Buffett Explains Why He Didn’t Do A Big Deal During The Pandemic Crisis

Berkshire Hathaway Investments

Warren Buffett came under fire for not getting out his elephant gun to make a big purchase during the market lows during the first half of 2020. Here’s how he explained it at the Berkshire Annual Meeting.

Risk Management

Buffett manages risk at Berkshire. He pointed out that the U.S. response to the pandemic was managed very well. Importantly though, it didn’t have to be. He saw a critical point as the intervention of the Fed on March 23rd 2020. Before that, companies were starting to pick up the phone and call Berkshire for help, after the Fed’s actions, help wasn’t needed. Then the fiscal reaction with the CARES Act was favorable too.

Buffett didn’t view this outcome as a certainty and viewed worse outcomes as possible. As much as he enjoys making money, he views it as more important that he doesn’t lose it and the range of potential outcomes early in COVID-19 was one reason he was cautious.

Airline Risk

The other thing that Buffett was concerned about was backstopping certain investments, specifically airlines. One major move that Berkshire made during 2020 was selling down airline stakes. Buffett explained that if Berkshire remained a major investor, then the airlines may have been less likely to get government support because the airlines could have looked to Berkshire for findings.


Berkshire also noted that the rise in SPAC activity is making it harder to source deals, for now. This is a trend that Buffett has seen in the past, but now is particularly pronounced given the number of SPACs seeking deals on a time-limited basis. Buffett’s partner, Charlie Munger, called this “fee driven money” because the deals may be done for fees rather than because they are good deals. Buffett shared that he still had funds in the tens of billions in Treasury bills that he’d like to put to work under better conditions.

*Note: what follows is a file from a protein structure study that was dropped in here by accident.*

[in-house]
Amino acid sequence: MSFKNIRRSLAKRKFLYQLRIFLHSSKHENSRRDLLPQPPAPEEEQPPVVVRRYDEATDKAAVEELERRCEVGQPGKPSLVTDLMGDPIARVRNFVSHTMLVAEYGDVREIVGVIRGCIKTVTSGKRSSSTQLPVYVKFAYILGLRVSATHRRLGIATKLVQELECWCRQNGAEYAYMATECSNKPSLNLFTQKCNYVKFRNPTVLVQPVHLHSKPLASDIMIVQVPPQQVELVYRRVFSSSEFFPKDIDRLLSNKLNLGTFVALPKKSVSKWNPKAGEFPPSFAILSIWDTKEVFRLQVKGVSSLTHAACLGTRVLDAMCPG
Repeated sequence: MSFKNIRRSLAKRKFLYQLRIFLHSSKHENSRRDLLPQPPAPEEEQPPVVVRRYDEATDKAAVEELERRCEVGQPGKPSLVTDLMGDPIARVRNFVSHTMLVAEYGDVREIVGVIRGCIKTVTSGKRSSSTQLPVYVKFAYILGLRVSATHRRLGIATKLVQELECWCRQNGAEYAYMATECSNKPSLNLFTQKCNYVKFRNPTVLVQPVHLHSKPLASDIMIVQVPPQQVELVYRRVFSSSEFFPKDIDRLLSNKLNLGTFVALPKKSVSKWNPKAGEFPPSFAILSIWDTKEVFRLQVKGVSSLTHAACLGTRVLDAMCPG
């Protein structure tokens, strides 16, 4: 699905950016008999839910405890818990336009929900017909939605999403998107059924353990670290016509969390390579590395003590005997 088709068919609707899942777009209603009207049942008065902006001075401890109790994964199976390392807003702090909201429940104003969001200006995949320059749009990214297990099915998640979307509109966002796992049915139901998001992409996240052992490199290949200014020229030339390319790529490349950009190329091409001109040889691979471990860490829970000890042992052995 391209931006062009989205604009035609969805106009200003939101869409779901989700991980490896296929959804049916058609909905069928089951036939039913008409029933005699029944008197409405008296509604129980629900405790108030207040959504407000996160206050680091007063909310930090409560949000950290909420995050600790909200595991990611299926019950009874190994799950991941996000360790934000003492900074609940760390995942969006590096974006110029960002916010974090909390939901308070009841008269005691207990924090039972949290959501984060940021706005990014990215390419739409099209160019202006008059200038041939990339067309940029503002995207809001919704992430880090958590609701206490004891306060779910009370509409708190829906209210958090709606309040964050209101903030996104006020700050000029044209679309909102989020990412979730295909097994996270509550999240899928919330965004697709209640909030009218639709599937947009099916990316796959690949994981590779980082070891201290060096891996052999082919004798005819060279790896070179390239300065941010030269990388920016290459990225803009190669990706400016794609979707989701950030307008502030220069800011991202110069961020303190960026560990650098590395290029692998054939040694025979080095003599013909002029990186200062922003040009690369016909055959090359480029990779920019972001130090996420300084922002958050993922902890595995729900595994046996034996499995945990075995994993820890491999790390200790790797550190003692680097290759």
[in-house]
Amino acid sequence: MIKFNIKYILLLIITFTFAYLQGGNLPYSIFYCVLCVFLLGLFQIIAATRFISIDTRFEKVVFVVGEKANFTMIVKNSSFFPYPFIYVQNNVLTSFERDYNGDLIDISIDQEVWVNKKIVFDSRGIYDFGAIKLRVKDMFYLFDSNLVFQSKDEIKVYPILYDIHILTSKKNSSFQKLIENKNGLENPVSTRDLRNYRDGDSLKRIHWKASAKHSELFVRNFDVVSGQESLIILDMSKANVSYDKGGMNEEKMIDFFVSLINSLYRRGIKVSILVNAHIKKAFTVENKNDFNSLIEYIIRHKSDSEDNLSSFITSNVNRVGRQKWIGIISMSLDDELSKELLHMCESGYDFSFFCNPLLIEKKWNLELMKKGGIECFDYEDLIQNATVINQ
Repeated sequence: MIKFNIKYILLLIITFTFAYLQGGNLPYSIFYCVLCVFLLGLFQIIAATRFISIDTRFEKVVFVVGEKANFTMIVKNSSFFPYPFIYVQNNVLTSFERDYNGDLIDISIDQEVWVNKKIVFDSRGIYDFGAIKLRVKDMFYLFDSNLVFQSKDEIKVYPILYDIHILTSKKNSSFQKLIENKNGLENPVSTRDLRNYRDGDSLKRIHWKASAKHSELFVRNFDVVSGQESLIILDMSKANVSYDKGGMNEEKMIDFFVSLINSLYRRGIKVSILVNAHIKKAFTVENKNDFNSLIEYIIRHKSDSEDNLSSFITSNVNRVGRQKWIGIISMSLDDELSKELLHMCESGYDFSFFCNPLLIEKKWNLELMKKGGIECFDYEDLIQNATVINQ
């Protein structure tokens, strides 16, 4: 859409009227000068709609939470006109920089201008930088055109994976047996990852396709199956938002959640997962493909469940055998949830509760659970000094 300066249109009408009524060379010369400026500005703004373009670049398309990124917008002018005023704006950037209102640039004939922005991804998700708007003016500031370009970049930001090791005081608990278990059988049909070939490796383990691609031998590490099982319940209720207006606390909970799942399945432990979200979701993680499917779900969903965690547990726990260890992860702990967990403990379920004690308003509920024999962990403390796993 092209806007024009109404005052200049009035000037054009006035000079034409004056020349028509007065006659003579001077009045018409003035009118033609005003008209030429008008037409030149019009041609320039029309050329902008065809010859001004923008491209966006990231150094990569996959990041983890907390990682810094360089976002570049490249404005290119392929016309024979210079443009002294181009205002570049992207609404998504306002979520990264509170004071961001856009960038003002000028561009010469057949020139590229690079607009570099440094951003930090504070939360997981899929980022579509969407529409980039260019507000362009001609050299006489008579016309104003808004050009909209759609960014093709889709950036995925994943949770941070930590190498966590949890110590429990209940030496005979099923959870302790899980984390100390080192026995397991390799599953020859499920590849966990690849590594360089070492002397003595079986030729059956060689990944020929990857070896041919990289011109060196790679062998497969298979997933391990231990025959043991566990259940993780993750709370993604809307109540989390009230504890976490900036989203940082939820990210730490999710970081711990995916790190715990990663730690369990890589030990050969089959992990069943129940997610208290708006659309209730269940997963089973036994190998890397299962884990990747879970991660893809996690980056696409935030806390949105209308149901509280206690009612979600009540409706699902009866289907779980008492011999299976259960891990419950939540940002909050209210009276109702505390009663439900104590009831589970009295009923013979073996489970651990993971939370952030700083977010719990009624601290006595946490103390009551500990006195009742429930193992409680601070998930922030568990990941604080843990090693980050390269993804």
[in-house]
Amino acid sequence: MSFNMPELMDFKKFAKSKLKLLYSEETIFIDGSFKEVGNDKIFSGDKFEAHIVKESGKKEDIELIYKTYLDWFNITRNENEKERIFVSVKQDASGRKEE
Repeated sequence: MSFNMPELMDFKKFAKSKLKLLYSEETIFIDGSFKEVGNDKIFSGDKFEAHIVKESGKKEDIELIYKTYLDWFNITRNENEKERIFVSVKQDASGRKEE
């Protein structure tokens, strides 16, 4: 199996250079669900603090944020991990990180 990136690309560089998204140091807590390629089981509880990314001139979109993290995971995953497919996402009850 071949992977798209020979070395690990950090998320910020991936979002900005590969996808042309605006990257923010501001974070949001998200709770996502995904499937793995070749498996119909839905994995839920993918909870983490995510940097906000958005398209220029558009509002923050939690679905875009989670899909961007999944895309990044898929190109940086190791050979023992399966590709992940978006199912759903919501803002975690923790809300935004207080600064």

Still, it appears implicitly that Buffett does not view the COVID-19 pandemic as Berkshire’s finest hour. He points out that Berkshire did repurchase substantial shares over 2020. It also seems that there were structural reasons from the actions of the Fed in providing massive funding, and the growth of SPACs, in chasing deals, that have cut deal flow to Berkshire over recent months.

Simon is the author of Digital Wealth and Strategic Project Portfolio Management. He has previously served as Chief Investment Officer at Moola and FutureAdvisor, both are consumer investment startups that were subsequently acquired by S&P 500 firms. He is a CFA Charterholder and educated at Oxford and Northwestern. Articles are informational only, not investment advice.

Source: Buffett Explains Why He Didn’t Do A Big Deal During The Pandemic Crisis


Warren Buffett is feeling much better since “the economy went off a cliff” last March. He admits he might be even happier if he had used that opportunity to invest some of the $145 billion of cash Berkshire Hathaway Inc. has been hoarding.

Buffett Bails

Warren Buffett now says he regrets not buying up more unloved assets during the pandemic the way the value investor famously has in past crises.Berkshire revealed that it sold stocks again last quarter, bringing the total net value of equities it has dumped since the outset of the Covid-19 pandemic to more than $12 billion.

The benchmark S&P 500 index returned about 26% over that span — double what Berkshire shares did. And as Apple Inc. gained 80%, becoming a $2 trillion company, Berkshire sold some of its Apple shares. That was a mistake, Buffett said, to which his longtime business partner Charlie Munger resoundingly (if half-jokingly) declared, “Yes!” The two say they’ve never had a fight in their sixty-plus years working together, but in that moment their cute claim seemed slightly less plausible.

“Looking back, definitely we could’ve done things better,” Buffett said, because many businesses sprang back astonishingly fast. That was thanks to the Federal Reserve’s extraordinary actions early on, which Buffett praised, and the relief checks that went to Americans, he told virtual listeners of his company’s annual shareholder meeting Saturday. Investing is “not as easy at it sounds,” he added, words of caution to the new generation of investors using commission-free apps such as Robinhood that encourage a casino-like trading experience. Buffett, who at 90 is still a voracious reader of companies’ annual reports, is looking forward to reading Robinhood Markets Inc.’s document when it files to go public.


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